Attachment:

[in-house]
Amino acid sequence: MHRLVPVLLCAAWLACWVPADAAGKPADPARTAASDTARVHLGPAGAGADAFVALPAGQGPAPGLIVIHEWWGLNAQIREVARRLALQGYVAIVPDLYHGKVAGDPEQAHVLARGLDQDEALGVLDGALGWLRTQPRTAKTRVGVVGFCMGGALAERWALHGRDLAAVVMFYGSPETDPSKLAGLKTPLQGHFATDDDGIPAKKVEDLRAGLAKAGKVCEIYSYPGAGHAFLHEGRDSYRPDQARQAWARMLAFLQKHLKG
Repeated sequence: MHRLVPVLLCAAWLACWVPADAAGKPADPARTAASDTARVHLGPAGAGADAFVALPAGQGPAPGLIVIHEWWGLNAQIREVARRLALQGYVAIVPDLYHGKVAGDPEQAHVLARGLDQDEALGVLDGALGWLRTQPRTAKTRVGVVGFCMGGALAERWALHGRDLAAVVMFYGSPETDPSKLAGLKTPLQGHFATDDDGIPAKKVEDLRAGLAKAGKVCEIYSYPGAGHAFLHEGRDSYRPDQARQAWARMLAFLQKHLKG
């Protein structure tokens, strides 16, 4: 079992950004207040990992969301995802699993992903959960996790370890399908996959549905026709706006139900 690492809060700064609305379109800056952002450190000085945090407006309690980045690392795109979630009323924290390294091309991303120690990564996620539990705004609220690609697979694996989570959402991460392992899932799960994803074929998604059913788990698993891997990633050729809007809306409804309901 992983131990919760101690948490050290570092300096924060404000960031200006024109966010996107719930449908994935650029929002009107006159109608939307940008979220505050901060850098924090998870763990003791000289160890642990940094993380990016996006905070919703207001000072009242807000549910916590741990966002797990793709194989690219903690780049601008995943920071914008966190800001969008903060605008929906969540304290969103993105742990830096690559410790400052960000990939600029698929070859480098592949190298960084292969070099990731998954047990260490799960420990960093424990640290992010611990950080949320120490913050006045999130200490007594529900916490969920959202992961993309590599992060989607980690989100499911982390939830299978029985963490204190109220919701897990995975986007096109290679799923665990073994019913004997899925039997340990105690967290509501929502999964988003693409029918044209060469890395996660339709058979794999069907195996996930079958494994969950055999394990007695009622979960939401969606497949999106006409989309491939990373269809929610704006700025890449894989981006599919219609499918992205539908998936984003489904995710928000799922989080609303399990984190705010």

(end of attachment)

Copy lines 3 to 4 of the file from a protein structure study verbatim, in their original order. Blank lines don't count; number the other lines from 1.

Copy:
Repeated sequence: MHRLVPVLLCAAWLACWVPADAAGKPADPARTAASDTARVHLGPAGAGADAFVALPAGQGPAPGLIVIHEWWGLNAQIREVARRLALQGYVAIVPDLYHGKVAGDPEQAHVLARGLDQDEALGVLDGALGWLRTQPRTAKTRVGVVGFCMGGALAERWALHGRDLAAVVMFYGSPETDPSKLAGLKTPLQGHFATDDDGIPAKKVEDLRAGLAKAGKVCEIYSYPGAGHAFLHEGRDSYRPDQARQAWARMLAFLQKHLKG
């Protein structure tokens, strides 16, 4: 079992950004207040990992969301995802699993992903959960996790370890399908996959549905026709706006139900 690492809060700064609305379109800056952002450190000085945090407006309690980045690392795109979630009323924290390294091309991303120690990564996620539990705004609220690609697979694996989570959402991460392992899932799960994803074929998604059913788990698993891997990633050729809007809306409804309901 992983131990919760101690948490050290570092300096924060404000960031200006024109966010996107719930449908994935650029929002009107006159109608939307940008979220505050901060850098924090998870763990003791000289160890642990940094993380990016996006905070919703207001000072009242807000549910916590741990966002797990793709194989690219903690780049601008995943920071914008966190800001969008903060605008929906969540304290969103993105742990830096690559410790400052960000990939600029698929070859480098592949190298960084292969070099990731998954047990260490799960420990960093424990640290992010611990950080949320120490913050006045999130200490007594529900916490969920959202992961993309590599992060989607980690989100499911982390939830299978029985963490204190109220919701897990995975986007096109290679799923665990073994019913004997899925039997340990105690967290509501929502999964988003693409029918044209060469890395996660339709058979794999069907195996996930079958494994969950055999394990007695009622979960939401969606497949999106006409989309491939990373269809929610704006700025890449894989981006599919219609499918992205539908998936984003489904995710928000799922989080609303399990984190705010």